Truckers concerned about speed limiters and civil rights

| 6/2/2009

In one month, July 1, many Canadians will be traveling the highways to or from Canada Day celebrations. July 1 is also a significant day for highway users in Ontario and Quebec, as law enforcement is scheduled to begin fining truckers who are found in violation of regulations that require heavy trucks to have speed limiters.

The six-month educational period that began Jan. 1 ends on Canada Day as full enforcement begins on the provincial laws that require trucks to be limited to 105 kilometers per hour, or 65 mph, in Ontario and Quebec regardless of where they are from.

Truckers are still hoping to get the governments of these provinces to take another look at what these laws will do to the flow of traffic, highway safety and to trucking.

Scott Mooney, a trucker and OOIDA member from Cambridge, Ontario, formed a group called Ontario Truckers Against Speed Limiters. The group is staging a protest event for June 13 at the Milton Fairgrounds, just minutes west of Toronto along Highway 401.

“This decision is disastrous for Ontario truckers and their families, and it is causing irreparable damage to our economy,” Mooney stated in a media advisory.

“At a time of one of the worst economic recessions in recent history, when thousands of Ontario trucking families are having trouble making ends meet, the cost of implementing a mandatory speed limiter is the worst possible decision the government could make.”

A year ago, the Liberal Party government under Ontario Premier Dalton McGuinty enacted Bill 41 to cap the top road speed of trucks at 105 km/h.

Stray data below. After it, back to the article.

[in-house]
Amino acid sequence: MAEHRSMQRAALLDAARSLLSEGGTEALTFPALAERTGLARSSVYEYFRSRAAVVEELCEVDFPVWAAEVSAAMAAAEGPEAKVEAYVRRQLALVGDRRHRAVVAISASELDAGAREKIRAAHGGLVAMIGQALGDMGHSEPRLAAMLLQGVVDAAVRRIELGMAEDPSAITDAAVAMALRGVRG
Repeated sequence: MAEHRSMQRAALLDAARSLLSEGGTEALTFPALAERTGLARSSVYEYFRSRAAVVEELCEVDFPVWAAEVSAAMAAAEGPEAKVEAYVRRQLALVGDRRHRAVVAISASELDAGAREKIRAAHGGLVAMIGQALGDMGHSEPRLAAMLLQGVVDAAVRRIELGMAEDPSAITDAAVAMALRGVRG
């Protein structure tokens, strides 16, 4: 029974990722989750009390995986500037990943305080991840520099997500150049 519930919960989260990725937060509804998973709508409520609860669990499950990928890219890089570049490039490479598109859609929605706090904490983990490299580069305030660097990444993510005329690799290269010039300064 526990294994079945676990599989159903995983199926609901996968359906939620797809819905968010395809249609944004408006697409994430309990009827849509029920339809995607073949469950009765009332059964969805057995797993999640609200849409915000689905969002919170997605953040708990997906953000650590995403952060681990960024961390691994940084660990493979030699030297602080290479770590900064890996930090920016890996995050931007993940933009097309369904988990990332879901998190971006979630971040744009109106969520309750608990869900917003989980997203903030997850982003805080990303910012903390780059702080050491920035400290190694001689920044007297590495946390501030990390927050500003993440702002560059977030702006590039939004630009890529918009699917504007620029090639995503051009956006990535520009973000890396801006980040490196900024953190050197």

Studies including a six-part review by Transport Canada have shown that limiting trucks creates an unsafe speed differential on the highways.

U.S.-based OOIDA, as well as the Owner-Operators Business Association of Canada, contends that speed limiters in Ontario will harm interprovincial and cross-border trade.

Mooney says that with Canada Day approaching, he is hearing from truckers who are concerned that their rights under the country’s Charter of Rights are being violated with each suppressive measure taken by the government.

“Making speed limiters mandatory is prejudging every truck driver as a speeder,” Mooney told Land Line. “People are saying we have a right to face our accuser in court, and they’ve taken that right away.”

Mooney organized the protest event to bring truckers, the public and the media together to talk about the effects of the legislation.

The event is scheduled from 10 a.m. to 7 p.m., Saturday, June 13, with speeches at 11:30 a.m.

Milton Fairgrounds is located at 136 Robert Street, Milton, Ontario, less than a mile south of Highway 401, which is considered one of the busiest routes in North America.

– By David Tanner, staff writer